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Russell's controversial game-tying HR looms large

Umpires' call stands after replay showed ball hitting fan above wall

CHICAGO -- Addison Russell knew the wind had been blowing out at Wrigley Field since the Braves had come to town on Thursday. So when he hit a ball off Braves pitcher Matt Marksberry into center field in Saturday's 9-7 win against Atlanta, he knew it had a chance of landing in the stands.

He couldn't have predicted how close a call it would be, though, when a fan appeared to interfere with the ball as it headed toward the bleachers. But following a Crew Chief replay review, he was awarded a home run that proved crucial to the win.

Braves center fielder Cameron Maybin tracked the ball as it sailed toward the wall and watched as the ball flew over his head, but bounced back onto the field after it hit a fan's forearm.

"From where I was standing, it looked like it had a legitimate chance to hit off the side [of the basket] or maybe go under that thing," Maybin said. "They got together and replayed it. That's really all you can do."

Crew Chief Bill Miller called for a review to determine whether the fan had affected the flight of the ball. The original call on the field stood when the replay official could not definitively determine that the fan had an impact on the ball leaving the playing field.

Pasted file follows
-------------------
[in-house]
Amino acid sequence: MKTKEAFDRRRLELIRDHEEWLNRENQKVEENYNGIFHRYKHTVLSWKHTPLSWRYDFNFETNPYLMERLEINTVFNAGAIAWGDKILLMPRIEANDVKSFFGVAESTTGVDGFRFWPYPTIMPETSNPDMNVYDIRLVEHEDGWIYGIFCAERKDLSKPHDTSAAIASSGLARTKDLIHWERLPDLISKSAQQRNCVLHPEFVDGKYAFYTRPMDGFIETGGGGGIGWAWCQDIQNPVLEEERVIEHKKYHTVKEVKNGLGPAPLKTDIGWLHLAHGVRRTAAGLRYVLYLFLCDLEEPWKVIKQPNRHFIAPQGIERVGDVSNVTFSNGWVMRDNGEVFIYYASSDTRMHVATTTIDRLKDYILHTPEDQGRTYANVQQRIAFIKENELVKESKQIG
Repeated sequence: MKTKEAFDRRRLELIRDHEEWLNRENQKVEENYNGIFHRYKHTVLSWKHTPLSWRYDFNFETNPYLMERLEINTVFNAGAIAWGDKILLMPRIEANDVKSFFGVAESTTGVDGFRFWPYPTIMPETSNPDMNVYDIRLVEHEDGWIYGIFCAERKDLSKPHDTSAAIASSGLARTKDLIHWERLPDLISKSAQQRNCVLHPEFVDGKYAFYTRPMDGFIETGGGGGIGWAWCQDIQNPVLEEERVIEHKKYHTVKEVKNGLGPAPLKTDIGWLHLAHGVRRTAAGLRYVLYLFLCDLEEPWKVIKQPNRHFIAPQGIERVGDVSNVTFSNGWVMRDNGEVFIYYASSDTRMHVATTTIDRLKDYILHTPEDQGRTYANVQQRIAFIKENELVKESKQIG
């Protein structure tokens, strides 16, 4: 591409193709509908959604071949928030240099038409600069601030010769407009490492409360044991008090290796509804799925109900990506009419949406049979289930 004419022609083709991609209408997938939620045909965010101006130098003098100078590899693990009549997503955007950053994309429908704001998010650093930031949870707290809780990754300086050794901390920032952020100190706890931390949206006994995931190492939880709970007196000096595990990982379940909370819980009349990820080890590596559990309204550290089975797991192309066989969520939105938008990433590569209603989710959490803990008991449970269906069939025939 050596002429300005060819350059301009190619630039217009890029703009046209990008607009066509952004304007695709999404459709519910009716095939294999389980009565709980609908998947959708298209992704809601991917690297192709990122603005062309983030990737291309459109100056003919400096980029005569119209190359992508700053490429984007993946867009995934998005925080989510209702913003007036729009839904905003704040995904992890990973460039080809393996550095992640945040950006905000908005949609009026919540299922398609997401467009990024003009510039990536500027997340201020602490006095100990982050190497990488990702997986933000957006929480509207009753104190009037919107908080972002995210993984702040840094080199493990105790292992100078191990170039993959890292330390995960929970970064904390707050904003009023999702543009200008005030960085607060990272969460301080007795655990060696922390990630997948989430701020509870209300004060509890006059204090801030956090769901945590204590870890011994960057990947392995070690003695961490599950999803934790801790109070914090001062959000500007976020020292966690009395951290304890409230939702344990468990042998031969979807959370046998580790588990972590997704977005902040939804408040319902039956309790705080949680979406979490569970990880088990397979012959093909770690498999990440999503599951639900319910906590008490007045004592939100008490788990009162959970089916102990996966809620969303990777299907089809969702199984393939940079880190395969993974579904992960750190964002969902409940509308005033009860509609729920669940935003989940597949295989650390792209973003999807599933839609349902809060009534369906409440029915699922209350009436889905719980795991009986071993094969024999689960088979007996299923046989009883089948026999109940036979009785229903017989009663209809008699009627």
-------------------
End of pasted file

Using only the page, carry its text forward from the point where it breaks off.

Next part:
"I thought I had a pretty good shot, and watching Maybin go back, I thought he might have had a chance at it," Russell said. "I thought maybe it might be in the basket, maybe it might not be, but I'm glad it was ruled that it went out."

"They said they felt the ball was hit high enough on the forearm that it was going to be in the basket anyway," said Braves manager Fredi Gonzalez. "They didn't have enough to overturn it."

The home run tied the game at 7, after the Cubs had trailed 7-3 earlier in the game, paving the way for back-to-back homers in the eighth inning. The win gave Chicago a five-game lead over the Giants for the second spot in the Wild Card race.

"To tie the game up is very big," Cubs manager Joe Maddon said. "You got to get tied before you can win it. That run might not score and they might use their bullpen differently than that. So everything changes based on that one particular play.

"I thought the play was going to stand regardless, because it looked so close they could not overturn it."

It was the fourth ball between the Braves and Cubs that was hit into the basket on Saturday. The netting was originally installed four decades ago to protect fans from falling onto the field and injuring themselves.

"That's something that seems to be an issue at the ballpark here," Maddon joked. "It's been going on for several years now."

Greg Garno is an associate reporter for
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